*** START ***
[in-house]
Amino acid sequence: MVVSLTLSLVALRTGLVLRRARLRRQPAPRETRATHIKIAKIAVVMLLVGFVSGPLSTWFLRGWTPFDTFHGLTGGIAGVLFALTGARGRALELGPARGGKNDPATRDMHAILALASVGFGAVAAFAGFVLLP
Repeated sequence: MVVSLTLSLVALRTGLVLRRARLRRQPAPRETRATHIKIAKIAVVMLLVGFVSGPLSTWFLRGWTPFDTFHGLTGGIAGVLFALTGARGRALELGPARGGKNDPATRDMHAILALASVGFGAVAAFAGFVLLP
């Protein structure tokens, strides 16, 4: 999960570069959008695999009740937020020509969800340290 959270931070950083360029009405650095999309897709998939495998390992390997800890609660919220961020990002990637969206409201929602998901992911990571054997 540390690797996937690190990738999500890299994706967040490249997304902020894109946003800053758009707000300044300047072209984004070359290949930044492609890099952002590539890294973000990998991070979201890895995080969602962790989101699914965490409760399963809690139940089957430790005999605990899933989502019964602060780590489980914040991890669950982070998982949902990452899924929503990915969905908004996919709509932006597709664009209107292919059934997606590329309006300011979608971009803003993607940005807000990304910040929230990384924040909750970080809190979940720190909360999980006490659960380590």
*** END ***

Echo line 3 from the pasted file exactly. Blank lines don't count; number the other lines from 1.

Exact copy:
Repeated sequence: MVVSLTLSLVALRTGLVLRRARLRRQPAPRETRATHIKIAKIAVVMLLVGFVSGPLSTWFLRGWTPFDTFHGLTGGIAGVLFALTGARGRALELGPARGGKNDPATRDMHAILALASVGFGAVAAFAGFVLLP